Last week I made a celery gratin and a lentil salad side dish to go with it. I also cooked some tiny chorizo sausages that Brian had bought as they needed using up, so it wasn’t in the end a vegetarian meal, but it was meant to be. Good intentions eh?
For the celery gratin I followed the method in Hugh Fearnley Whittingstall’s book on Vegetable cooking. I do have lots of cook books and after writing the last post I realise I am maybe not using them properly, so by writing the post it prompted me to open my books!
You bake the celery covered in foil with aromatics and a little butter. In this case, I used bay leaf and thyme, both from my garden. Once baked and tender, I followed the recipe to make a sauce from the liquid exuded from the celery and a little cream and sprinkled the top with a mixture of breadcrumbs and grated hard cheese, such as parmesan and then put it back under the grill to bake and go an inviting golden crispy colour. I found it a little bland so if I was going to make it again I would maybe add some other vegetables into the mix, but it was good to do something I wouldn’t normally do and see how it came out.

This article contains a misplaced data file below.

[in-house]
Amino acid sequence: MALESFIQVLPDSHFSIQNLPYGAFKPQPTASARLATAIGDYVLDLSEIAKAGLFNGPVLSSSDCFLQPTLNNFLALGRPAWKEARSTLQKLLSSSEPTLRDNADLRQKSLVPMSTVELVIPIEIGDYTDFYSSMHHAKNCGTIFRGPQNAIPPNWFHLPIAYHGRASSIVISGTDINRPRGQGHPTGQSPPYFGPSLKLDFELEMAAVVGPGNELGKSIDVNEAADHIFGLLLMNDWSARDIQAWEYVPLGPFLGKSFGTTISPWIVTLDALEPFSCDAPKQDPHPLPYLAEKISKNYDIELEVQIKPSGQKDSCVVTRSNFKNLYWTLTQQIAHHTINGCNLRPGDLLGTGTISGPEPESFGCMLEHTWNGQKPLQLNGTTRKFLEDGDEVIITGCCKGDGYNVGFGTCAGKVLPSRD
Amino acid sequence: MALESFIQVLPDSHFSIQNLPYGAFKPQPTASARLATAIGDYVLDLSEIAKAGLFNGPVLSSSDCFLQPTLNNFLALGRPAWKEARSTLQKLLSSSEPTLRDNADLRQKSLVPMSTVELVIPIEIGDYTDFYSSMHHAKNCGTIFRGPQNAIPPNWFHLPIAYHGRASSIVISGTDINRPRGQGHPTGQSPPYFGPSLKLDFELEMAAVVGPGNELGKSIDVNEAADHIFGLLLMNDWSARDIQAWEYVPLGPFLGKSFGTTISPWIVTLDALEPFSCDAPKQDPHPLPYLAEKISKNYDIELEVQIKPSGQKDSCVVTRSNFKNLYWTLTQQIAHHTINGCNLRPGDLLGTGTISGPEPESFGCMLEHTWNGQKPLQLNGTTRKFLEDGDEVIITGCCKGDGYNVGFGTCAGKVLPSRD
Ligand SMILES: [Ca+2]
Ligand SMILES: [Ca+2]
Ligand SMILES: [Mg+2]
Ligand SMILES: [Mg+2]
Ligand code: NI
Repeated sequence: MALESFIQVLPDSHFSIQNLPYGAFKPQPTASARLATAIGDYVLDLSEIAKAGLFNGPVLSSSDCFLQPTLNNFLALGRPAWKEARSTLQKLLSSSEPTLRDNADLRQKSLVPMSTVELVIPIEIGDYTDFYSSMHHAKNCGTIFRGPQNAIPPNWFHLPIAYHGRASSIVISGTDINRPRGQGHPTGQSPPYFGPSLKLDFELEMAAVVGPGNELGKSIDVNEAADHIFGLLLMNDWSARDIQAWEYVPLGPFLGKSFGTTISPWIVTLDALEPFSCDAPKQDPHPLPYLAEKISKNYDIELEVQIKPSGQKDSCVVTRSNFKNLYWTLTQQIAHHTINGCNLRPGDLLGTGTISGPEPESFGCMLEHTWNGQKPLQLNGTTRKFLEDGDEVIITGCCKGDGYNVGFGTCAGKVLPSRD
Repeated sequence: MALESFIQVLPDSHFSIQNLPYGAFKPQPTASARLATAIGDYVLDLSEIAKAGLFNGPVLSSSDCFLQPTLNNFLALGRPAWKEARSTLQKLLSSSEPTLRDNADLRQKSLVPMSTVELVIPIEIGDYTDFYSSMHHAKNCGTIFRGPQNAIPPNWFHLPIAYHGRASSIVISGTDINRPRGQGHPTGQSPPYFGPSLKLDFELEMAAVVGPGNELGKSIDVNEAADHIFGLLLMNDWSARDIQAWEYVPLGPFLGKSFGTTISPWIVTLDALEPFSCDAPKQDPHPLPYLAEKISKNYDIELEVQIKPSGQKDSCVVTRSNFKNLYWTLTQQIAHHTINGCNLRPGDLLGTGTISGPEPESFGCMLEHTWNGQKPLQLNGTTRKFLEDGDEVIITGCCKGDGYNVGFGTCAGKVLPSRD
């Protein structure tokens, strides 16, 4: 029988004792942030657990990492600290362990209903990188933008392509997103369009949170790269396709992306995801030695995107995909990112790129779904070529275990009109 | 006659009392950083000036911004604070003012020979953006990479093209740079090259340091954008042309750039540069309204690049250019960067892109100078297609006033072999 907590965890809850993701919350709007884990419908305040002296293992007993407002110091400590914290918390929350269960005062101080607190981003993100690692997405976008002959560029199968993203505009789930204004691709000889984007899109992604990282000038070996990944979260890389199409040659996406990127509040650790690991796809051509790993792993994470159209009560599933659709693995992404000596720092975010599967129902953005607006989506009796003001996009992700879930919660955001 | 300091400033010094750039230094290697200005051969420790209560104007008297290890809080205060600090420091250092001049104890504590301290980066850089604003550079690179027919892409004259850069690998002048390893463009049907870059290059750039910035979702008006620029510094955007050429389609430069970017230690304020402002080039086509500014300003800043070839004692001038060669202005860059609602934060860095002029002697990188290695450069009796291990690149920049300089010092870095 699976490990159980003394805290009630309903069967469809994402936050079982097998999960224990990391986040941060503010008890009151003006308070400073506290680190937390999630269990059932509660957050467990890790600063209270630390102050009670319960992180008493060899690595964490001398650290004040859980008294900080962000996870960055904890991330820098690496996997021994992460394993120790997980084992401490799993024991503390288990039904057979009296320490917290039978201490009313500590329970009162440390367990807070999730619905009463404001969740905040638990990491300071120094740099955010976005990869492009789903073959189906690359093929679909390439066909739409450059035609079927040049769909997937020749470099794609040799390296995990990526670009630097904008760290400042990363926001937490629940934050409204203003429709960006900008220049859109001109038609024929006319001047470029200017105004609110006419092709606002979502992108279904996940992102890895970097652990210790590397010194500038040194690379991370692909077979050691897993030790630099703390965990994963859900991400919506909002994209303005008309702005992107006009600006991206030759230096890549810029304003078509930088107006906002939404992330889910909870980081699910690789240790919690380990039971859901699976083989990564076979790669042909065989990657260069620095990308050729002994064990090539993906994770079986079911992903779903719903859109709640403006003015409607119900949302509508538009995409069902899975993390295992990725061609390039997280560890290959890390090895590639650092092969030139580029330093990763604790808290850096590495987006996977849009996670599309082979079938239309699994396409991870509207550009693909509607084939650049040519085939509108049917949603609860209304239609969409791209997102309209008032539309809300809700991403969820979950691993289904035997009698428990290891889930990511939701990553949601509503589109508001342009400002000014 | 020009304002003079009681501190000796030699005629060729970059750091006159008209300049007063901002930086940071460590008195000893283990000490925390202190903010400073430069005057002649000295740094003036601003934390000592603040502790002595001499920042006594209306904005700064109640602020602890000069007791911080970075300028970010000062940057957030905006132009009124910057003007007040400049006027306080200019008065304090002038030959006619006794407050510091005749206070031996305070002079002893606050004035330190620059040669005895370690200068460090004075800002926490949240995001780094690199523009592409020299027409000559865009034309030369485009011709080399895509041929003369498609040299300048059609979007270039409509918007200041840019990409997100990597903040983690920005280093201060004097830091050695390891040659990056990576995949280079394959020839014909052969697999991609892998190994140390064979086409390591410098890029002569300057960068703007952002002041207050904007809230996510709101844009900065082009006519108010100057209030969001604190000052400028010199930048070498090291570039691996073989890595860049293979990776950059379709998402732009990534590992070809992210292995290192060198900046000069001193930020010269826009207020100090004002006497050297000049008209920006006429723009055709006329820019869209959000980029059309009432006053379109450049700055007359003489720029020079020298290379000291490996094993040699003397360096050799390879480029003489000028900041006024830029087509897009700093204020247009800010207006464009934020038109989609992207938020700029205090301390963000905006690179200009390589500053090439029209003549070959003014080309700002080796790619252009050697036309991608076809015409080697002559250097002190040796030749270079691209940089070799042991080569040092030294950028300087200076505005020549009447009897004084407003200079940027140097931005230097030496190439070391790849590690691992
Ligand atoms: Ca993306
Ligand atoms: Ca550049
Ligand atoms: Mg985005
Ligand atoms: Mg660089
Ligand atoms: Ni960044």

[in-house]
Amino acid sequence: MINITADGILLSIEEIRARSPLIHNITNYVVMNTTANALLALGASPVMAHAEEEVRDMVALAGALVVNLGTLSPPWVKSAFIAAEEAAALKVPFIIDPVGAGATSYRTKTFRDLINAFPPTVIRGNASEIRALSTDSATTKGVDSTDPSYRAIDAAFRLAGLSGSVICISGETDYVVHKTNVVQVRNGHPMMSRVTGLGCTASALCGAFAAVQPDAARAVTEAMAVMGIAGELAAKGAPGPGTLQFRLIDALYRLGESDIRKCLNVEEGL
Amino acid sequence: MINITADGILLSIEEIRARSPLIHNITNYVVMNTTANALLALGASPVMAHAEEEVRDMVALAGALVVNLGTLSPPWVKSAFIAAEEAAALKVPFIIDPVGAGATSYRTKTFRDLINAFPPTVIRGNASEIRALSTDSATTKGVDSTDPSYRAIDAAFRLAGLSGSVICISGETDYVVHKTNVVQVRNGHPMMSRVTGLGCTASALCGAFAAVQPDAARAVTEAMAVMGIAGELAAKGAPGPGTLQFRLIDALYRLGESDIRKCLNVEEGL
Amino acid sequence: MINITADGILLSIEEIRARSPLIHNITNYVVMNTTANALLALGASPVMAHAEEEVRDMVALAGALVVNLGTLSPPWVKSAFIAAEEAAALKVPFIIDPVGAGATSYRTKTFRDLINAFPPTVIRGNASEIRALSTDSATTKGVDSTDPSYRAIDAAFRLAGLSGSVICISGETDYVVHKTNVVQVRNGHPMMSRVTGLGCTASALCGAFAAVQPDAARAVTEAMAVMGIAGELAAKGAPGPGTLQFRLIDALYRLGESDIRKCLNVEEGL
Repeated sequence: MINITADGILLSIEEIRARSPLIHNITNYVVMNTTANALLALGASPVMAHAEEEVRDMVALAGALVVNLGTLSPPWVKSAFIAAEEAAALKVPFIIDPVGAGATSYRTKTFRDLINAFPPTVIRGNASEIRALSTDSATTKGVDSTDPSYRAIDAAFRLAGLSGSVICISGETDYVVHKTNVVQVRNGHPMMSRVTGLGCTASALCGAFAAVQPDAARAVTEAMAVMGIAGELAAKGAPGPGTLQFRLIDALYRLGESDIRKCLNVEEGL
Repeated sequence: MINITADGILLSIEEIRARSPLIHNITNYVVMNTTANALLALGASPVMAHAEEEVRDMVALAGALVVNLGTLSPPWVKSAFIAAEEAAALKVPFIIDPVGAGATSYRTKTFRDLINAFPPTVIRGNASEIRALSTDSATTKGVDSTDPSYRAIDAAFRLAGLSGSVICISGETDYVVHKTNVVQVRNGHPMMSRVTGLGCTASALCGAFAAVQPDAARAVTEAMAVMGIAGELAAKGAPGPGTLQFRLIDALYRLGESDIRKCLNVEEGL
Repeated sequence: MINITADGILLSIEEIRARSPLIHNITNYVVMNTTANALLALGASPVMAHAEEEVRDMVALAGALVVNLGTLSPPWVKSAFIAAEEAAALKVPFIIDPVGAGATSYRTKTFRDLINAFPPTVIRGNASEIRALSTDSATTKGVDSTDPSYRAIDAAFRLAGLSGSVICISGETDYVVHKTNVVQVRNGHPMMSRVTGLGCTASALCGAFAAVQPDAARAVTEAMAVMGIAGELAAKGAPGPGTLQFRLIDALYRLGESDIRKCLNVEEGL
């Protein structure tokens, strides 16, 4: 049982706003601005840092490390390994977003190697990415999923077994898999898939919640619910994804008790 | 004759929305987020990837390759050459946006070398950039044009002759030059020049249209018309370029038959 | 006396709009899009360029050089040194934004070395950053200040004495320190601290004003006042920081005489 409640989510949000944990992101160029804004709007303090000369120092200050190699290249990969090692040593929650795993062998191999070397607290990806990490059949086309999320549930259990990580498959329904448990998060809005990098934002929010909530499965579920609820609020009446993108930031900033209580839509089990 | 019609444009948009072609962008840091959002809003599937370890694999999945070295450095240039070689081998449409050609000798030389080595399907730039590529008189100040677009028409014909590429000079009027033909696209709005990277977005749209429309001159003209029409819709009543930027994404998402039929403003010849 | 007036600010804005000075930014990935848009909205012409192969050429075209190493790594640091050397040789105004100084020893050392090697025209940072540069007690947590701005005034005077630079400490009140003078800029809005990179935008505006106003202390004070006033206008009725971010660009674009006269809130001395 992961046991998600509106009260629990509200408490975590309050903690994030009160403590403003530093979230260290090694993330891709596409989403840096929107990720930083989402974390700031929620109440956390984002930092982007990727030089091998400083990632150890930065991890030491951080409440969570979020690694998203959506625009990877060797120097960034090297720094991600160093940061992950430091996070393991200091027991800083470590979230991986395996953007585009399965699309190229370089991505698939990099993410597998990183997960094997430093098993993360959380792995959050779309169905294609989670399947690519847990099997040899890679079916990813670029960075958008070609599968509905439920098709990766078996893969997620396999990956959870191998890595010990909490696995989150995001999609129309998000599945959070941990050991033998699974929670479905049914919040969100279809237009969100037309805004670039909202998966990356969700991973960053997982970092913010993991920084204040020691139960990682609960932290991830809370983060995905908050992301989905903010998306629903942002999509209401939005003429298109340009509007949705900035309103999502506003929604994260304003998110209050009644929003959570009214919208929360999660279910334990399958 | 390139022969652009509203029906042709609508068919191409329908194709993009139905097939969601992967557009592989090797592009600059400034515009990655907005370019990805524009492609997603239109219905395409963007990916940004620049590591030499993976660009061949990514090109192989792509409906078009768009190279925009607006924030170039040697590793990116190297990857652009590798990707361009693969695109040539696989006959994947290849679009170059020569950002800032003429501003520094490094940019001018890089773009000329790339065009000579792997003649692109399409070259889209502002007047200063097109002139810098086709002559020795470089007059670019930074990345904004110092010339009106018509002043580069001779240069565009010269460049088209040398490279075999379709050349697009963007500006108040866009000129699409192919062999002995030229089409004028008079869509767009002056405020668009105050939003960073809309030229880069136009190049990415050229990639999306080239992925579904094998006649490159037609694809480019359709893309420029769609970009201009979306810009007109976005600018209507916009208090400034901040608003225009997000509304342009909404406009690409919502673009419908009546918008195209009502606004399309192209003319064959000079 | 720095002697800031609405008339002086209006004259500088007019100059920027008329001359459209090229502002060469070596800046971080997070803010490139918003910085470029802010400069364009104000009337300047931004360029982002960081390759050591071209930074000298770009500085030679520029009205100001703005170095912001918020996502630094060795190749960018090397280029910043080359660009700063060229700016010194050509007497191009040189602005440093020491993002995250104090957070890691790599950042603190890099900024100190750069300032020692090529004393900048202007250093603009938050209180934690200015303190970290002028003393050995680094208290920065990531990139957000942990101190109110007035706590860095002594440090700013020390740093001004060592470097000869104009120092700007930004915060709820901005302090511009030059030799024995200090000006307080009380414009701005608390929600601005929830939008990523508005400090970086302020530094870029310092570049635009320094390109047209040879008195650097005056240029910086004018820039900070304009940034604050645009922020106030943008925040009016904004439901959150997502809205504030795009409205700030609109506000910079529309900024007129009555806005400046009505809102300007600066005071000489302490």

I am on much more familiar ground with cooking lentils. One of my favourites, and I suspect that of many other people too, are the Le Puy lentils which hold their shape when they are cooked and have a wonderful earthy nutty flavour.
I boiled the lentils briefly first, before covering them in home made vegetable stock, the recycled bay leaf, (I have a whole shrub of it in the garden but I was feeling lazy) parsley stalks and a couple of cloves of garlic. For the vegetable stock I used the leaf and off cuts from the celery dish, some ageing carrots, parsley and an onion.
Once the lentils had cooked, I drained them and dressed them while warm with a little balsamic vinegar and oil and then added some cubes of yellow beetroot, cooked the day before, some feta cheese, some little tomatoes, spring (salad) onions and some basil and salad leaves.
Together with another bowl of salad leaves and some pita bread popped in the toaster direct from the freezer this was a happy meal which we shared with our lovely neighbour last week.
These sorts of dishes are really adaptable to using up small quantities of salad veggies and bits of cheese that you need to use up. They are colourful, a healthy mix of food types, and they store well in the fridge once mixed, good for lunch boxes too!